Monday, 7th October
YET ANOTHER QUESTION from the bloke who thinks he’s so witty. If he had only shown up at the beginning of my presentation, he would not have to make such a moron of himself. The cute AIX admin is clearly embarrassed for his colleague. It’s a shame this is not a court room where I could simply say, “I object! Asked and answered! Hearsay!” Instead, I act as if the question were fresh to this audience and briefly go through the same arguments I presented a bunch of slides ago.
Why is it that these guys in the back row always make it their business to take me on? I’ve sat through a couple of training sessions given by my male colleagues, and they don’t seem to get the same sort of treatment. For now, their minds are fixed, unwilling to break the pattern: there must be something fishy about her; she can’t possibly know what she’s talking about. Oh, but I do like to be challenged – maybe not for all the right reasons, but I do. Don’t let the high heels fool you. I’ll run as fast as any of you. And when you are at the brink of exhaustion, and about to drop dead on your bony knees, I’ll still keep going. That is if I don’t trip on the Ethernet cables that spread out from the network switches like bindweed roots. Wireless internet access would have been nice, along with the extinction of laptops that don’t support it, but you cannot have everything.
A quiet man in a green sweater clearly craves a cigarette. I suppose I could wrap up. My laptop battery will soon be out in any case and I’ll have to switch to the spare one. Something I wouldn’t have to worry about in a proper lab. Most auditoriums are designed for lectures or straightforward presentations, not for hands-on training requiring a demo network.
The guys head out for a smoke, the green sweater man leading the pack, while I search for a vending machine. I get myself a cappuccino that has never seen real coffee or milk, grateful I don’t have to waste a lira for it. More than the caffeine fix, I need the coffee to warm my fingers through the thin plastic cup.
I guess I’m not the only one who chose a complimentary coffee instead of a fag. The cute AIX admin goes for a hot chocolate. There’s a brave choice. A grown man, who does not smoke, drinks hot chocolate – and, dear God, wears orthopaedic loafers. Maybe he is the kind that transforms into something completely different when he steps out of the office – a rave maniac or a wizard on a snowboard. How long would it take from Milan to the Alps? Not terribly long I suspect. That could be it, clearly something involving physical activity, given the nice body. It would certainly give a rational explanation for the loafers. He does not want to wreck his feet.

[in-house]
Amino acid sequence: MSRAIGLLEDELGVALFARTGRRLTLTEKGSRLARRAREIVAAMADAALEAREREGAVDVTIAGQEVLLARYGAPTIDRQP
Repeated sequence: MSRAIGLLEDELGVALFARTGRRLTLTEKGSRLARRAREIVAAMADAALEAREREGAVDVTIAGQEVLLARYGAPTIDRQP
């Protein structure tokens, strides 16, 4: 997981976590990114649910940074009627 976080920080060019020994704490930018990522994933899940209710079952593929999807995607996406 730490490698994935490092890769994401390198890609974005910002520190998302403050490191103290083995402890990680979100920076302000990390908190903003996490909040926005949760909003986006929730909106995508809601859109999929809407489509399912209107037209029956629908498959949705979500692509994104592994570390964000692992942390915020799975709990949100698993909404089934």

“The coffee here is not that great. The rumour has it it’s toxic. I’m Alex…” he introduces himself, while I’m about to sip my cappuccino that is still extremely hot. Alex what? Stalker? That can’t be it. What kind of a family would have a surname like Stalker? I nod slightly, smile for a greeting and make another attempt to sip my drink. I’ll have to remember to check my lists for his real name, or I might call him Stalker by accident.
“So, you have been doing this consulting, travelling, a long time?” he asks innocently. Please, I could have let the loafers go, but I would’ve expected him to know better than to ask me something so lame. It’s always one of the three: “How did you end up in such a technical job?” “How long have you worked as a consultant?” and of course the all-time classic, “What is a girl like you doing in a place like this?”
“A few years,” I find myself saying before I even consider anything else. Shoot, now there is a lame answer.
“It seems like you still like the work. In there you were enthusiastic, even though you must talk about the same issues every week in different places.”
“It has its moments. I guess what makes it interesting is that no two trainings ever turn out the same,” I lie, and I hate myself for another dull answer. If I keep this going, I’ll have to hit the bottom of the lame pool fairly soon.